PhD Studentship – Processing and Analysis Methods for Large Historical Ultrasonic Structural Integrity Monitoring Data
Institution: National Structural Integrity Research Centre (NSIRC)
PhD Supervisor/s: Professor Keith Worden, Dr Kai Yang
Application Deadline: Ongoing
Funding Availability: Funded PhD Project (Students Worldwide)

NSIRC is a state-of-the-art postgraduate engineering facility established and managed by structural integrity specialist TWI, working closely with lead academic partner Brunel University, the universities of Cambridge, Manchester, Loughborough, Birmingham, Leicester and a number of leading industrial partners. NSIRC aims to deliver cutting edge research and highly qualified personnel to its key industrial partners.
Ultrasonic NDE (Non-Destructive Evaluation) is used in man-made structures to find flaws and to assure their structural integrity. Sometimes this involves the use of relatively low frequency ultrasound (typically 20 kHz to 100 kHz) that is transmitted over tens of meters to rapidly screen for flaws in large volumes (volumes which might otherwise be inaccessible to other techniques). Data gathered automatically by permanently-installed instrumentation, allows for trends to be detected and flaw growth to be detected at an early stage.
Conventionally, these structures are subjected to time-driven preventive maintenance. However, if no repairs are required, the costs of shutting down, emptying and cleaning the tank are largely wasted. Alternatively, an ultrasonic guided wave-based structural health monitoring technique has been developed to evaluate the condition of tank floors and to increase the time between the services. Another common example is the use of long range ultrasonics to monitor tens of meters of pipeline (which is potentially buried or otherwise inaccessible) from instrumentation placed at a single axial location. Such pipeline monitoring systems are often used to monitor pipeline sections where they pass under roads.
Project Outline:
This study will design and integrate machine learning methods to build a model based on historical ultrasonic monitoring data. The collection of large data sets is often expensive because it puts a greater demand on the design and production of electronics and other systems, which means there is a desire to develop monitoring methods that require less data. The trade-off between quantity of data and defect detection capability is as yet uncharacterised, so it is currently not possible to design a system to meet an informed compromise. In addition, various corrosion levels may require different confidence levels. For example, for 75% metal loss, a fairly high confidence level (e.g. 99%) is necessary; for 25% metal loss, a less confidence level (e.g. 75%) is requested. There is a need to characterise how the amount of data and the way it is collected affects both the system’s detection capability and the confidence in that capability.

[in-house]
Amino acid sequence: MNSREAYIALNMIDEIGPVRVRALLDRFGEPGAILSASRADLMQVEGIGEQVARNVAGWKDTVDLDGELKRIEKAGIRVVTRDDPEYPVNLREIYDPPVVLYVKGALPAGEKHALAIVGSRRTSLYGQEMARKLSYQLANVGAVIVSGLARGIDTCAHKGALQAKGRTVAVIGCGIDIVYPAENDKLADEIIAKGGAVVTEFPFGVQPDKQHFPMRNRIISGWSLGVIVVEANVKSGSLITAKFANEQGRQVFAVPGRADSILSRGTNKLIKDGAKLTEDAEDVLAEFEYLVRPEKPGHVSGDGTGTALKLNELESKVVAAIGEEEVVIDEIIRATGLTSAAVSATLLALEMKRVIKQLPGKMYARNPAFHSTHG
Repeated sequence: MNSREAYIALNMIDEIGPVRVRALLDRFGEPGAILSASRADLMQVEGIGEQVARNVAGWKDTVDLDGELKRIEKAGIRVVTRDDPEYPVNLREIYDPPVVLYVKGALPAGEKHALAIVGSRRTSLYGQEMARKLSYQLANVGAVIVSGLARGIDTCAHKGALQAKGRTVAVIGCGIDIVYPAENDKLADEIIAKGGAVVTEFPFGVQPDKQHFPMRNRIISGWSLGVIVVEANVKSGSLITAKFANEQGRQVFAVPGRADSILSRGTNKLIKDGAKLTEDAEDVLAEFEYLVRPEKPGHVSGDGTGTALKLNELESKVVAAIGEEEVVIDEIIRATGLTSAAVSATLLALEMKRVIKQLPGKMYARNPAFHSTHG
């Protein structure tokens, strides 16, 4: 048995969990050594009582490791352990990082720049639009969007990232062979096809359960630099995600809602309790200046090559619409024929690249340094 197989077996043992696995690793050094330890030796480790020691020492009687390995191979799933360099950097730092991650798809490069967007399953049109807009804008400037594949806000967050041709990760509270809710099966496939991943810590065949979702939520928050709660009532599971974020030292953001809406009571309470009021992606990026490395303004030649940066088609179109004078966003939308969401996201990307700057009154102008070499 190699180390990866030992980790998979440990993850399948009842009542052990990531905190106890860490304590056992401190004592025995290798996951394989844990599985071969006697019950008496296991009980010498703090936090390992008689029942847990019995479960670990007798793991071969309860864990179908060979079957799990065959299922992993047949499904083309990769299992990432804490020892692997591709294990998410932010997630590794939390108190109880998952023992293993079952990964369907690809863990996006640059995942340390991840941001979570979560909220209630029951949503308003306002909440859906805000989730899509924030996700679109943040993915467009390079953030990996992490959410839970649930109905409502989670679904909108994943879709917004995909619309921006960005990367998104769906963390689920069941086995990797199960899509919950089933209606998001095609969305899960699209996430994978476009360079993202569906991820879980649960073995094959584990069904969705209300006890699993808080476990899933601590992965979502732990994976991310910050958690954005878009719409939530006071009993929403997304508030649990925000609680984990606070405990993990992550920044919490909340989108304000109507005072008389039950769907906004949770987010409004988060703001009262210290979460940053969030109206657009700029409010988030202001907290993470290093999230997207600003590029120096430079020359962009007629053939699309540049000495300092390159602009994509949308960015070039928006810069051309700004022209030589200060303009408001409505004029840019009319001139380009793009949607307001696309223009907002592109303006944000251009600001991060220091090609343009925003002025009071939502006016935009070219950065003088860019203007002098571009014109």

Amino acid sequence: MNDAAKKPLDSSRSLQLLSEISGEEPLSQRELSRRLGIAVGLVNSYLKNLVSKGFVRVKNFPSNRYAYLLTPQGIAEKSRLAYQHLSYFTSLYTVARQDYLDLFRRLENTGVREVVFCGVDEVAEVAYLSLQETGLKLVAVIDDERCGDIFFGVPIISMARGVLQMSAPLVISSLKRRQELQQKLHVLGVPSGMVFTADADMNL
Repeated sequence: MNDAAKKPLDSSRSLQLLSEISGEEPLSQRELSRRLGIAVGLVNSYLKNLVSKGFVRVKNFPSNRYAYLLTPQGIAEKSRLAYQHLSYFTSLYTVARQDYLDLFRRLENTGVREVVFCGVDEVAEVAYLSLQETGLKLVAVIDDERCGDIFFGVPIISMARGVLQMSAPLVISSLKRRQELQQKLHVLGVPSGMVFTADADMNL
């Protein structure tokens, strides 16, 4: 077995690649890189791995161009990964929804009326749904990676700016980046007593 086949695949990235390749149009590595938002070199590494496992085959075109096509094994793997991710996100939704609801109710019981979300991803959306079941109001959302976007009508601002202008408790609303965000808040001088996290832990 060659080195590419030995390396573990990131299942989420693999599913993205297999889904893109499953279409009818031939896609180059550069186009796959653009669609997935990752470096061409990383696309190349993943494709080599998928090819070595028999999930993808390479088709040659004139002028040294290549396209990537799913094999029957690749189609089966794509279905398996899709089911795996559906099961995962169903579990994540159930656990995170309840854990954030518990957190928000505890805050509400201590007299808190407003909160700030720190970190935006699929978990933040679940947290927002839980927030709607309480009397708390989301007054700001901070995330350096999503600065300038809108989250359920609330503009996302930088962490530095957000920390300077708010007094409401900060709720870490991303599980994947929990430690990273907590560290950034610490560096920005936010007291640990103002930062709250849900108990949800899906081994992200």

In order to estimate the corrosion severity and predict the safety of structures, a supervised machine learning algorithm (such as an artificial neural network), will be developed and used. Moreover, the environment temperature or operating condition is highly relevant to the guided wave transmission. This includes the temperature variation from stored liquids and temperature effects on the sensor coupling materials. Data normalisation issues are vital for developing a robust Structural Health Monitoring system.
About University/Department:
The University of Sheffield is a public research university in Sheffield, South Yorkshire, England. Sheffield is a multi-campus university organised into five academic faculties composed of multiple departments. It had 19,555 undergraduate and 8,370 postgraduate students in 2015/16. Sheffield was placed 84th worldwide by The QS World University Rankings 2016.It is a member of the Russell Group of research-intensive universities, the Worldwide Universities Network, the N8 Group of the eight most research intensive universities in Northern England and the White Rose University Consortium. There are seven Nobel Prize laureates amongst Sheffield academics, six of which are its alumni or former staff
Entry Requirements:
Candidates should have a relevant degree at 2.1 minimum, or an equivalent overseas degree in Computer Science, Electrical Engineering or another scientific field that includes digital signal processing. Candidates with suitable work experience and strong capacity in machine learning, programming or signal processing are particularly welcome to apply. Overseas applicants should also submit IELTS results (minimum 6.5) if applicable.

Administrative Contacts & How To Apply

For more details and how to apply please see here
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Funding Notes

This project is funded by TWI and academic partners. For Home students a £24k per annum scholarship is available which will cover tuition fees and provide a competitive enhanced STIPEND of £16-20kper annum for the duration of three years. Partial scholarships are provided for international students with funding up to £24k per annum for three years.

Funding Information

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